As veterinarians, we spend our days servicing both healthy animals and sick animals. Many of those animals come with clients that truly care and want the best for them. Part of this care is setting mutual goals with clients and pursuing them in the best interest of the animal. This is one of my favorite parts of veterinary medicine, and it is one of the aspects of our profession that makes it truly unique. We get to function on a three-way street that consists of us, the owner and their animal. However, sometimes we meet resistance from the client’s role in this relationship. It can be for a variety of reasons such as frustration, sadness, unwillingness to accept reality, or even helplessness in a situation. Our role as the veterinarian in the situation gives us a lot of ability to help the animals, and we always have to counsel owners during the decision making process.
That being said, we are frequently met with frustration or resistance from clients when they perceive that we are not on their side or not presenting them with the outcome they want. I have experienced this with owners that are frustrated with the course of a disease, or when the quality of life questions arise for terminal patients. While these situations are difficult, I find that the hardest cases for me to deal with are the ones when clients are totally unwilling to accept reality and it results in the continued pain and suffering of a patient. This is not an easy topic to discuss, but it is extremely important. One of my main goals in patient care is preventing pain and suffering, and it makes me feel helpless when clients get in the way of that goal by refusing to accept when it is time to let a patient pass from this life.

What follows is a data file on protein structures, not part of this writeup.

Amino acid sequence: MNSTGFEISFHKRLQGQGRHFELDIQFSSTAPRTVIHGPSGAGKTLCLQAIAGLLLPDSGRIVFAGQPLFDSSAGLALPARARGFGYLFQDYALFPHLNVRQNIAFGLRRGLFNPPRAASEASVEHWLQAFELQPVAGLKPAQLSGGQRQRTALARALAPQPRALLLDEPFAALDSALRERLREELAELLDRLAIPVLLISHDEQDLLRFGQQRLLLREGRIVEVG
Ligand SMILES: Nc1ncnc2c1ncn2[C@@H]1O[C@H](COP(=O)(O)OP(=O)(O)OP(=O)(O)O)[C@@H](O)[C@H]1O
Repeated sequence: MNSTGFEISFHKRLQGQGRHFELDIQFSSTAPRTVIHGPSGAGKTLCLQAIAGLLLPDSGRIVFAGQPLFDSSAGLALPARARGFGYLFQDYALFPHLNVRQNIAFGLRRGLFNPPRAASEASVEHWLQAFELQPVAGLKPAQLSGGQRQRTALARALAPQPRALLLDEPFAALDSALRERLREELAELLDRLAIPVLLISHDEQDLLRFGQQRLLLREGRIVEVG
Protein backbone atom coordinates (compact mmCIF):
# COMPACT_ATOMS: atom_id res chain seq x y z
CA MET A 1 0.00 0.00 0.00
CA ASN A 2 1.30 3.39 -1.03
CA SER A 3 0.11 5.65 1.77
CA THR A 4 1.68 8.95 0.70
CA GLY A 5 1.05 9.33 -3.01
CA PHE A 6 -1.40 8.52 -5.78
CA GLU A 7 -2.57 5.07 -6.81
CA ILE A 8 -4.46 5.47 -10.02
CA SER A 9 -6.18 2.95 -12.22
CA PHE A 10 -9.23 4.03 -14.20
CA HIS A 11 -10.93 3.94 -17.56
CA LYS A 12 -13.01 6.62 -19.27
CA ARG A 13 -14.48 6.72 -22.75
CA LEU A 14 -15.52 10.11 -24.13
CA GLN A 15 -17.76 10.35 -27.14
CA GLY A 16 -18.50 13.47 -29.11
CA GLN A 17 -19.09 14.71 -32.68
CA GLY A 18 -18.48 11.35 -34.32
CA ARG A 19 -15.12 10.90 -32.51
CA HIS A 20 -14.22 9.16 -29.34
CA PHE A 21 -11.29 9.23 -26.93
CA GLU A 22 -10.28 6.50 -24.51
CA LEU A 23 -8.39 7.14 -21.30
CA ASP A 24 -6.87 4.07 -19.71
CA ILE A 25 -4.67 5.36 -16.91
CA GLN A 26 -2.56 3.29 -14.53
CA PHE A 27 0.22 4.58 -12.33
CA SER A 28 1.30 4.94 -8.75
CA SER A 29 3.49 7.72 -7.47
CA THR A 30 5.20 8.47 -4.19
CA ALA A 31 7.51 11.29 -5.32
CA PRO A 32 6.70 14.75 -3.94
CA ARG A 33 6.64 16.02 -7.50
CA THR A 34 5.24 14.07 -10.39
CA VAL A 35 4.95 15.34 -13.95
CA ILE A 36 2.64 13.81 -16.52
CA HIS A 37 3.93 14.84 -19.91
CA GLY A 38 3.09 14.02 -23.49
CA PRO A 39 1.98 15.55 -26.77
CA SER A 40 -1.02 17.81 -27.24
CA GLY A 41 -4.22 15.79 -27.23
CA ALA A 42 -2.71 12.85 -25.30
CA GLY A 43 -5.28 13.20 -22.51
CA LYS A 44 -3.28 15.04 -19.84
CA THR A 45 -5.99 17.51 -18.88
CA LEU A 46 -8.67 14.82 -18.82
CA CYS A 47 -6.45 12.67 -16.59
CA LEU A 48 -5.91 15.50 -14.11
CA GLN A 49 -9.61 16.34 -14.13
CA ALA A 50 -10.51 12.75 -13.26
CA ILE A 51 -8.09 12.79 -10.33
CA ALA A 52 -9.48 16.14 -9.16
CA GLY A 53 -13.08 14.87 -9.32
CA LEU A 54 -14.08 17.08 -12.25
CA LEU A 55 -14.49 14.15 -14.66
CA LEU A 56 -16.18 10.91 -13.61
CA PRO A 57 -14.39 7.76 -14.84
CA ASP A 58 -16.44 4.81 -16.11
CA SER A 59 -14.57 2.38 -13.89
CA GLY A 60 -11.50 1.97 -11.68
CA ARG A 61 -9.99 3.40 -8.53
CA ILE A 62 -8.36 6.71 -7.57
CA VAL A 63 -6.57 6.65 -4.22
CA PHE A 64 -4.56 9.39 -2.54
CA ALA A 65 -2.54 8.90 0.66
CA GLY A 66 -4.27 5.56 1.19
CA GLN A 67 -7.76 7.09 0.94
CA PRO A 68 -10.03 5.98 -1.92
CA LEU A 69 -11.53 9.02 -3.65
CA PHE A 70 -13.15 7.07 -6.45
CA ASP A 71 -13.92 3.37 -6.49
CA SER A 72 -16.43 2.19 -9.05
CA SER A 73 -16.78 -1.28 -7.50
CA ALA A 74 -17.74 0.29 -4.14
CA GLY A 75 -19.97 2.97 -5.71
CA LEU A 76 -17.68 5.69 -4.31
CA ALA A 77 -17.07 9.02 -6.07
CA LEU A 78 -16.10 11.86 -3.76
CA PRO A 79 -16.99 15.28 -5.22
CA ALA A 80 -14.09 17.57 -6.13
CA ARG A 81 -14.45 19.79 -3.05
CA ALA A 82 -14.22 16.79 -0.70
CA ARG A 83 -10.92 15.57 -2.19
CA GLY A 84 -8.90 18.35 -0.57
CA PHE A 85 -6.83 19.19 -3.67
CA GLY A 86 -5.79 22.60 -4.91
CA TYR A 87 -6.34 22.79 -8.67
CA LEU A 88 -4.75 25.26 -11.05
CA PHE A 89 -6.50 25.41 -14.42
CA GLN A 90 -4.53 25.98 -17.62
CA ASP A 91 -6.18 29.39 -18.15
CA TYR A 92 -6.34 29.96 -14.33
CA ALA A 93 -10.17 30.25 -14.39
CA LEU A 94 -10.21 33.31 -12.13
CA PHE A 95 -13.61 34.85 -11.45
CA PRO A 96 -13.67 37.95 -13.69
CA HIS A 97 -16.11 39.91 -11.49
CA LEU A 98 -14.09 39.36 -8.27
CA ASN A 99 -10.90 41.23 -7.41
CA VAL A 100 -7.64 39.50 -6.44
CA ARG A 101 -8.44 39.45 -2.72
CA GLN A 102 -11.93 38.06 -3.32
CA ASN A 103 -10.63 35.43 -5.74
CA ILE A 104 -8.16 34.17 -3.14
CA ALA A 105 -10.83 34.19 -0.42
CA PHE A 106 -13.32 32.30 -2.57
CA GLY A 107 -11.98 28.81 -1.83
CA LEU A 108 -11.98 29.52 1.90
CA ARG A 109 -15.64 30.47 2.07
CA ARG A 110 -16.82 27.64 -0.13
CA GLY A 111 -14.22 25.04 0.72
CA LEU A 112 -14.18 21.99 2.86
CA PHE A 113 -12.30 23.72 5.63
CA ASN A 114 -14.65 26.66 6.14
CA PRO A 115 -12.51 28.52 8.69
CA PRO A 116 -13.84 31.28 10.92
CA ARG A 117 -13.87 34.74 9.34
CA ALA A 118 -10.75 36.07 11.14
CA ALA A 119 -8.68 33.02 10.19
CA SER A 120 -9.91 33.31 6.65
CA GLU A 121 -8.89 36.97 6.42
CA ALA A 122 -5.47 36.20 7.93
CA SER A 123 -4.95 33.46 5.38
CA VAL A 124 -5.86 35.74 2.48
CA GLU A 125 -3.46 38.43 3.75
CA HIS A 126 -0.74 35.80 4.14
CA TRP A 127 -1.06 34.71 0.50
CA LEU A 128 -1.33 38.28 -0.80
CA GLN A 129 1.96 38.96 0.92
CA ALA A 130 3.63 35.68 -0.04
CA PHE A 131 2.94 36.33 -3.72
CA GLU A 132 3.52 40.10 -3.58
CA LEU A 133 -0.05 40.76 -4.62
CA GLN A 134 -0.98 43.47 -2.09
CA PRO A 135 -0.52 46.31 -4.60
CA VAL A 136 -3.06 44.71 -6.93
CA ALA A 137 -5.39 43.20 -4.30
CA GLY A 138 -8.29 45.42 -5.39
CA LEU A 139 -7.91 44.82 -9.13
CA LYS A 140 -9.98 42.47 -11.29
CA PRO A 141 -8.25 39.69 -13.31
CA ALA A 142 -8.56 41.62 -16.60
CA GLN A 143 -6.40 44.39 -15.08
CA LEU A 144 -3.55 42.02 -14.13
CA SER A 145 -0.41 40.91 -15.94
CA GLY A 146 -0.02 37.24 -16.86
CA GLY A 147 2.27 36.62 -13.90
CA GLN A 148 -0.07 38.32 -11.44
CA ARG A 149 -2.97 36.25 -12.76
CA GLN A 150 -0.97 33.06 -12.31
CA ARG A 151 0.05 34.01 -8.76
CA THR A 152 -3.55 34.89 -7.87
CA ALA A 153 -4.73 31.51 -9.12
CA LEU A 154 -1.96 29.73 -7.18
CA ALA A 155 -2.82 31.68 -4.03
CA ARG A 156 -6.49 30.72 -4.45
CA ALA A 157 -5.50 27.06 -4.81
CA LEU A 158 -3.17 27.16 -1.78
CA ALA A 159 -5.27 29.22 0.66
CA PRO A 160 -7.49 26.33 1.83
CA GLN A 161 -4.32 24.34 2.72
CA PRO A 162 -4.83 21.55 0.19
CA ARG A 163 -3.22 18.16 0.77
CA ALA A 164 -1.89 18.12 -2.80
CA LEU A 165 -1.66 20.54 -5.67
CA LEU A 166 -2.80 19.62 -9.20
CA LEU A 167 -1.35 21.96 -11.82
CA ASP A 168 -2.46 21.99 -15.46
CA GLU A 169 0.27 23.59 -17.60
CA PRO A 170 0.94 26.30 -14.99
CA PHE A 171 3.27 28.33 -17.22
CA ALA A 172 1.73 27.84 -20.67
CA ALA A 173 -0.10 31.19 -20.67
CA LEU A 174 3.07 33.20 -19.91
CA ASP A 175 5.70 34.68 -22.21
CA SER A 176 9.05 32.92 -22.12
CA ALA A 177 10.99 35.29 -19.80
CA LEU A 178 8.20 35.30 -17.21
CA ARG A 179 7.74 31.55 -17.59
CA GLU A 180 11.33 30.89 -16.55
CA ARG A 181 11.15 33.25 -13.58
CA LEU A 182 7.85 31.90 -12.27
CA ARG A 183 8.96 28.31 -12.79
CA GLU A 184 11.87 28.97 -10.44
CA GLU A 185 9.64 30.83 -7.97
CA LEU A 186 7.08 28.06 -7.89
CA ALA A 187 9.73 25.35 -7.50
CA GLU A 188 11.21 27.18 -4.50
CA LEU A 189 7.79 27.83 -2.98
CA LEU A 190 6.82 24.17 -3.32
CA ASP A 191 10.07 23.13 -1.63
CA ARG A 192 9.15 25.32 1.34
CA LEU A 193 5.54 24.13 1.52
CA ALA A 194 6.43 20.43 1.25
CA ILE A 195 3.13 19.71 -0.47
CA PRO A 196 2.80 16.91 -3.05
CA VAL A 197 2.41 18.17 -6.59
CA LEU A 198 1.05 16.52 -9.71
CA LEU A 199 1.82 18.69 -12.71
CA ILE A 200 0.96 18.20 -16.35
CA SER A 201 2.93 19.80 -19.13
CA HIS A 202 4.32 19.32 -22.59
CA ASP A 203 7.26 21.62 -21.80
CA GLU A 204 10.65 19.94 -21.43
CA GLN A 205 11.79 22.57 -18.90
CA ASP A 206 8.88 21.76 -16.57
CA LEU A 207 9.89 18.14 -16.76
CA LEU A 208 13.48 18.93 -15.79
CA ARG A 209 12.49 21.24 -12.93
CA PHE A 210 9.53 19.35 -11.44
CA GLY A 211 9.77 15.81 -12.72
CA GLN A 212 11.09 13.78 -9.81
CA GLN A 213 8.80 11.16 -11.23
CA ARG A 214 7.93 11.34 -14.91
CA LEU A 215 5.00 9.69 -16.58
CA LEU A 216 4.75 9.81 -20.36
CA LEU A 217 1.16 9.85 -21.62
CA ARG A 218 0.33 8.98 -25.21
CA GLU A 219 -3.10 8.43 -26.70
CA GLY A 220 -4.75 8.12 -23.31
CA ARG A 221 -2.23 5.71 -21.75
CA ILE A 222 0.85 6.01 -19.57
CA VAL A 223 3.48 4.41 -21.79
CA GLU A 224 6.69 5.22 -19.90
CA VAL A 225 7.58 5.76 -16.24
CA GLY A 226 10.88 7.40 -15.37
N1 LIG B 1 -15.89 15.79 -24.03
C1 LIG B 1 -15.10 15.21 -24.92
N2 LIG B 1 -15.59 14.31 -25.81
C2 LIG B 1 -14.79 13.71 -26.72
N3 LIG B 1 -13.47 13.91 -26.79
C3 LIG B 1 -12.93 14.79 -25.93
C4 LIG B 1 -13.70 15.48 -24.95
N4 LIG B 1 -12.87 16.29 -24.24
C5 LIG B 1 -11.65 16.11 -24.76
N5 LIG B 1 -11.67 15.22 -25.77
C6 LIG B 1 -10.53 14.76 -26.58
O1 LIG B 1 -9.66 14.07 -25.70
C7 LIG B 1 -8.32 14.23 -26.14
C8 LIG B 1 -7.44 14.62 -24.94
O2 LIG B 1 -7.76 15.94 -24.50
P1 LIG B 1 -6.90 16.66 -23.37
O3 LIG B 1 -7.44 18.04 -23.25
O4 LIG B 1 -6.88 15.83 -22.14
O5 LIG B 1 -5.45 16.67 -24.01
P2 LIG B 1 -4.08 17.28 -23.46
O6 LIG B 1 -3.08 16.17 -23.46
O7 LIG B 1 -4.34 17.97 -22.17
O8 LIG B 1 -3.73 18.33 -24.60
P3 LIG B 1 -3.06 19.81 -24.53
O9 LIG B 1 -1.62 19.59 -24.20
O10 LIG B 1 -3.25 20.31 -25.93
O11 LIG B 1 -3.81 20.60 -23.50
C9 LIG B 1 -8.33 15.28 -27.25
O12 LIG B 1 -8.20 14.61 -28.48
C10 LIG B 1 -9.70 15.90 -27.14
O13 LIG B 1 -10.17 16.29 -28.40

The conversation is unsettling, and it is one of the top reasons that many veterinarians end up taking the emotion of their work home with them and let it eat away at their soul. That may sound extreme, but it is a reality for many of us. Having the ability to relieve pain and suffering via euthanasia and not being able to carry out the act when it is needed most is one of the hardest things for me to deal with in my job. Have you ever felt intense, 9/10 pain in your body for an extended period of time (meaning weeks to months)? I have. It was physically torturous, mentally debilitating, and emotionally draining. While they can’t say it and let us know, I have to think that our pets deal with chronic pain in similar ways.
What is the answer to this dilemma? I don’t think there is one fix-all, but it sure does make me think about all of the cynical and jaded veterinarians that I used to wonder about. Why were they so sour about some aspects of the profession? The more I lean into this idea, the more I see that this topic is one of the main reasons so many others in our profession feel hurt. They feel unable to help when it is needed most. They feel disappointed. They feel angry, and maybe even confused. Perhaps some of these feelings are similar to how our animals feel when they experience chronic suffering. So I have to ask: what do veterinarians do with the hurt they feel? And more so, what do our animals do with the hurt they feel when we can’t help them move on and away from pain?